semantics of addresses -- has a great impact on the scalability of
    the architecture.
    Currently, large-scale multicasts are routed manually through the
    Internet.  While this is fine for experiments, a "production"
    system requires that multicast-routing be dynamic and automatic.
    Multicast groups must be able to be created and destroyed, hosts
    must be able to join and leave multicast groups and the network
    routing infrastructure must be able to locate new multicast groups
    and destinations and route traffic to those destinations all
    without manual intervention.
    Large, topologically dispersed, multicast groups (with up to 10**6
    participants) must be supported.  Some applications are given in
 Time Frame
    Obviously, address formats, algorithms for processing and
    interpreting the multicast addresses must be immediately available
    in IPng.  Broadcast and Multicast transmission/reception of
    packets are required immediately.  Dynamic routing of multicast
    packets must be available within 18 months.
    We believe that Multicast Addressing is vital to support future
    applications such as remote conferencing.  It is also used quite
    heavily in the current Internet for things like service location
    and routing.

5.13 Extensibility

    The protocol must be extensible; it must be able to evolve to meet
    the future service needs of the Internet. This evolution must be
    achievable without requiring network-wide software upgrades.  IPng
    is expected to evolve over time. As it evolves, it must be able to
    allow different versions to coexist on the same network.
    We do not today know all of the things that we will want the
    Internet to be able to do 10 years from now.  At the same time, it
    is not reasonable to ask users to transition to a new protocol
    with each passing decade.  Thus, we believe that it must be
    possible to extend IPng to support new services and facilities.
    Furthermore, it is essential that any extensions can be
    incrementally deployed to only those systems which desire to use
    them. Systems upgraded in this fashion must still be able to
    communicate with systems which have not been so upgraded.

Partridge and Kastenholz [Page 21] RFC 1726 IPng Technical Criteria December 1994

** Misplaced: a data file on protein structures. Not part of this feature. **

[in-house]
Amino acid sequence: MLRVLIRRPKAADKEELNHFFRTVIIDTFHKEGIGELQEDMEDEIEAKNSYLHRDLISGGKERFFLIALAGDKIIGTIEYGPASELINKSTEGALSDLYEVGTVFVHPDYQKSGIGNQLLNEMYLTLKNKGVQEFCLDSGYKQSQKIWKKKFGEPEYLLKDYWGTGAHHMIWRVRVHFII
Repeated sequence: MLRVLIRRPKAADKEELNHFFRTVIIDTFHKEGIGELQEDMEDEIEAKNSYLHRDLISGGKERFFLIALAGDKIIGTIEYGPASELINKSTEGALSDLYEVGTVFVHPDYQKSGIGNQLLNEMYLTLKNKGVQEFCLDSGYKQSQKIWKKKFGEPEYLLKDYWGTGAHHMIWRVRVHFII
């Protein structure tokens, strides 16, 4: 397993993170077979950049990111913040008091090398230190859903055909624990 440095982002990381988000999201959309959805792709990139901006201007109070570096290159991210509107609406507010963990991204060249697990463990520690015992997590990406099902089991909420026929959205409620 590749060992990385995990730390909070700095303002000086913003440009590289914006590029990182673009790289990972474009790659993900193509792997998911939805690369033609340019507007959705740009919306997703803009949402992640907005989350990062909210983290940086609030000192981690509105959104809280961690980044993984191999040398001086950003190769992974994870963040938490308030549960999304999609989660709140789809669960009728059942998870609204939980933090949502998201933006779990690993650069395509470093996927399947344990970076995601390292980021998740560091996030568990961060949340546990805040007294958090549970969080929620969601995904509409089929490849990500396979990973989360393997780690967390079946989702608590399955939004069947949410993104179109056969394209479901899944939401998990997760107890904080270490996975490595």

There are several aspects to extensibility:
 5.13.1 Algorithms
       The algorithms used in processing IPng information should be
       decoupled from the protocol itself.  It should be possible to
       change these algorithms without necessarily requiring protocol,
       datastructure, or header changes.
 5.13.2 Headers
       The content of packet headers should be extensible.  As more
       features and functions are required of IPng, it may be
       necessary to add more information to the IPng headers.  We note
       that for IPv4, the use of options has proven less than entirely
       satisfactory since options have tended to be inefficient to
 5.13.3 Data Structures
       The fundamental data structures of IPng should not be bound
       with the other elements of the protocol.  E.g., things like
       address formats should not be intimately tied with the routing
       and forwarding algorithms in the way that the IPv4 address
       class mechanism was tied to IPv4 routing and forwarding.
 5.13.4 Packets
       It should be possible to add additional packet-types to IPng.
       These could be for, _e._g., new control and/or monitoring
    We note that, everything else being equal, having larger,
    oversized, number spaces is preferable to having number spaces
    that are "just large enough".  Larger spaces afford more
    flexibility on the part of network designers and operators and
    allow for further experimentation on the part of the scientists,
    engineers, and developers.  See [7].
 Time Frame
    A framework showing mechanisms for extending the protocol must be
    provided immediately.

5.14 Network Service

    The protocol must allow the network (routers, intelligent media,
    hosts, and so on) to associate packets with particular service
    classes and provide them with the services specified by those

Partridge and Kastenholz [Page 22] RFC 1726 IPng Technical Criteria December 1994

    For many reasons, such as accounting, security and multimedia, it
    is desirable to treat different packets differently in the
    For example, multimedia is now on our desktop and will be an
    essential part of future networking.  So we have to find ways to
    support it; and a failure to support it may mean users choose to
    use protocols other than IPng.
    The IETF multicasts have shown that we can currently support
    multimedia over internetworks with some hitches.  If the network
    can be guaranteed to provide the necessary service levels for this
    traffic, we will dramatically increase its success.
    This criterion includes features such as policy-based routing,
    flows, resource reservation, network service technologies, type-
    of-service and quality-of-service and so on.
    In order to properly support commercial provision and use of
    Internetwork service, and account for the use of these services